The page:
AI Is Rapidly Augmenting Healthcare and Longevity

#artificialintelligence

When it comes to the future of healthcare, perhaps the only technology more powerful than CRISPR is artificial intelligence. Over the past five years, healthcare AI startups around the globe raised over $4.3 billion across 576 deals, topping all other industries in AI deal activity. During this same period, the FDA has given 70 AI healthcare tools and devices'fast-tracked approval' because of their ability to save both lives and money. The pace of AI-augmented healthcare innovation is only accelerating. In Part 3 of this blog series on longevity and vitality, I cover the different ways in which AI is augmenting our healthcare system, enabling us to live longer and healthier lives.


AI is reinventing the way we invent

#artificialintelligence

Amgen's drug discovery group is a few blocks beyond that. Until recently, Barzilay, one of the world's leading researchers in artificial intelligence, hadn't given much thought to these nearby buildings full of chemists and biologists. But as AI and machine learning began to perform ever more impressive feats in image recognition and language comprehension, she began to wonder: could it also transform the task of finding new drugs? The problem is that human researchers can explore only a tiny slice of what is possible. It's estimated that there are as many as 1060 potentially drug-like molecules--more than the number of atoms in the solar system. But traversing seemingly unlimited possibilities is what machine learning is good at. Trained on large databases of existing molecules and their properties, the programs can explore all possible related molecules.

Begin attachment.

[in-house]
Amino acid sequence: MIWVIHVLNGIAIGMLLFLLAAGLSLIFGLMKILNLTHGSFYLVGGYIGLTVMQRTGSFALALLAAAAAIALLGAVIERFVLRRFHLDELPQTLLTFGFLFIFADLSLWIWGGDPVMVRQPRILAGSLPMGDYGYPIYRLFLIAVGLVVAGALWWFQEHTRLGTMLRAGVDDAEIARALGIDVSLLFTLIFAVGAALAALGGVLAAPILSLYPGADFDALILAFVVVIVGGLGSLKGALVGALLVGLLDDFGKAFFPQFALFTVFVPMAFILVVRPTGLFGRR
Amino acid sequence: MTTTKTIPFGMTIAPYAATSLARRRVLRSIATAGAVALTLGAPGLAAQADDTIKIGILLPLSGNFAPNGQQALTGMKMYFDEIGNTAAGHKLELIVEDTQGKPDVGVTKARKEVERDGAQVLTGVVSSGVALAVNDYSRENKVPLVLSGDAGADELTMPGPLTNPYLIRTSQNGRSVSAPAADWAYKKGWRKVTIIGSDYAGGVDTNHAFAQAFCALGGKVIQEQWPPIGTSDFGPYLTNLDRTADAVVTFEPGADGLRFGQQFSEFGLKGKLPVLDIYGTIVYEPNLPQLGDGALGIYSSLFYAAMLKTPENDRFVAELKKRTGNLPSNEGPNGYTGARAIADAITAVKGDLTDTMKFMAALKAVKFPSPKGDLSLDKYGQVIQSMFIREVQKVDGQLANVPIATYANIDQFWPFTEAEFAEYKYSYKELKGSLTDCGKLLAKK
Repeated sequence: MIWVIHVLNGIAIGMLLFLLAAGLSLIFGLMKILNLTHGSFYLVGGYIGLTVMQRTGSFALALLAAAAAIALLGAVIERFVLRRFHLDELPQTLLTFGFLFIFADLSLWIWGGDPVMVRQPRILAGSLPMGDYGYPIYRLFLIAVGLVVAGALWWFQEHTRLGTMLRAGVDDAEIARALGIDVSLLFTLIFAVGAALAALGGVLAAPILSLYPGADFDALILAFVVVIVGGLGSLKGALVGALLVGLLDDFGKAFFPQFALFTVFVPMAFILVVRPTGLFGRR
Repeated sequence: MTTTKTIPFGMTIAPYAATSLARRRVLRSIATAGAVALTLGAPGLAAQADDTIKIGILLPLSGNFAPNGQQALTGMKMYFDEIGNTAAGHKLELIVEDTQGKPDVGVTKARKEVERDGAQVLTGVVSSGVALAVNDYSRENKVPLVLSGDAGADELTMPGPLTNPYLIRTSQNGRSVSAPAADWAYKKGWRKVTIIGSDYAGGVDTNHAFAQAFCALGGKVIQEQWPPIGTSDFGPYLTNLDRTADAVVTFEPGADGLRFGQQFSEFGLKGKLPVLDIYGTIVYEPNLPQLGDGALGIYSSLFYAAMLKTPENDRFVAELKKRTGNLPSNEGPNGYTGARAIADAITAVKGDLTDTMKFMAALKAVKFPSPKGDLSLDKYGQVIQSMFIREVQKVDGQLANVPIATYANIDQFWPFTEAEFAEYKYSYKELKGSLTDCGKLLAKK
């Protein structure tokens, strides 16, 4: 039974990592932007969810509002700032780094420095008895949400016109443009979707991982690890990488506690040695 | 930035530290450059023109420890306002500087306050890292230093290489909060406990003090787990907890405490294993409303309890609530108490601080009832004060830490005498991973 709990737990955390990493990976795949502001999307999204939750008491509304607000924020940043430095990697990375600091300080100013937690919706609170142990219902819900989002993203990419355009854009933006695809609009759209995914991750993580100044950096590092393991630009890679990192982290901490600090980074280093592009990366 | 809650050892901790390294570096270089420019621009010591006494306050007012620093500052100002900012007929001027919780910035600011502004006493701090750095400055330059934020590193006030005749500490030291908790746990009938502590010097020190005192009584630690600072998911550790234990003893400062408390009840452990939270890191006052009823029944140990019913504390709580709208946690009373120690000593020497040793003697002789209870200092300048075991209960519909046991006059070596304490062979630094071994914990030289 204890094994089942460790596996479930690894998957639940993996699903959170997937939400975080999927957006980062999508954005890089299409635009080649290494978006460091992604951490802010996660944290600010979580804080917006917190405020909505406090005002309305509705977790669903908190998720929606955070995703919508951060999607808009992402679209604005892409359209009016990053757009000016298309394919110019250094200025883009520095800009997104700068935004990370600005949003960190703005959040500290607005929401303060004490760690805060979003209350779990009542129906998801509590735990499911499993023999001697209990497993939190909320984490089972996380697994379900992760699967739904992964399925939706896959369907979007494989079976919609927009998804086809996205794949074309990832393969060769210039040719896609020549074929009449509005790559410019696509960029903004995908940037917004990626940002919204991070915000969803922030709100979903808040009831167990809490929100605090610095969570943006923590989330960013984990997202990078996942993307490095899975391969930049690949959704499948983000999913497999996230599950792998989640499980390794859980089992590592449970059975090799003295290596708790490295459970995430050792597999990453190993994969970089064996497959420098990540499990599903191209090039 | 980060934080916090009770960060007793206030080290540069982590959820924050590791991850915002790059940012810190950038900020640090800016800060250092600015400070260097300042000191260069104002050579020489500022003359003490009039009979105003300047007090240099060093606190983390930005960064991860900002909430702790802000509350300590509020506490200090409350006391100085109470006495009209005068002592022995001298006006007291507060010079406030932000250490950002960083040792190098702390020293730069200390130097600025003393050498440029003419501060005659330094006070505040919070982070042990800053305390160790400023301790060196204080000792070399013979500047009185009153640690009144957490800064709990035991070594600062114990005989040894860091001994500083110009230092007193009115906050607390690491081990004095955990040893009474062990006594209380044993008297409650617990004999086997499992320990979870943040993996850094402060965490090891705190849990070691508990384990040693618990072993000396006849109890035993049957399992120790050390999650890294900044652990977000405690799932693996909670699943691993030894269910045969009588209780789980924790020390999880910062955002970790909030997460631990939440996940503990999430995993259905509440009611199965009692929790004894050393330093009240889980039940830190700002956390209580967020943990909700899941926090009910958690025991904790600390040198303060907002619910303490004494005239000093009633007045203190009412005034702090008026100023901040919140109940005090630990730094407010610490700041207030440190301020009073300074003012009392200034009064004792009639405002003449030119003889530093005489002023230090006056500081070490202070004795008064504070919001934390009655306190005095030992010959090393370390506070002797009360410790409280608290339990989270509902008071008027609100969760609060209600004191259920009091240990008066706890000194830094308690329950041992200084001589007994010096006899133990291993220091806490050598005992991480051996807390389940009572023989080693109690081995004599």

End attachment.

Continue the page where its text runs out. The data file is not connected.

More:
Machine Learning Helps Researchers in Hot Pursuit of New Drugs

#artificialintelligence

Researchers have designed a machine learning algorithm for drug discovery which has been shown to be twice as efficient as the industry standard, which could accelerate the process of developing new treatments for disease. The researchers, led by the University of Cambridge, used their algorithm to identify four new molecules that activate a protein which is thought to be relevant for symptoms of Alzheimer's disease and schizophrenia. The results are reported in the journal PNAS. A key problem in drug discovery is predicting whether a molecule will activate a particular physiological process. It's possible to build a statistical model by searching for chemical patterns shared among molecules known to activate that process, but the data to build these models is limited because experiments are costly and it is unclear which chemical patterns are statistically significant.


Machine learning algorithm helps in the search for new drugs

#artificialintelligence

Researchers have designed a machine learning algorithm for drug discovery which has been shown to be twice as efficient as the industry standard, which could accelerate the process of developing new treatments for disease. The researchers, led by the University of Cambridge, used their algorithm to identify four new molecules that activate a protein which is thought to be relevant for symptoms of Alzheimer's disease and schizophrenia. The results are reported in the journal PNAS. A key problem in drug discovery is predicting whether a molecule will activate a particular physiological process. It's possible to build a statistical model by searching for chemical patterns shared among molecules known to activate that process, but the data to build these models is limited because experiments are costly and it is unclear which chemical patterns are statistically significant.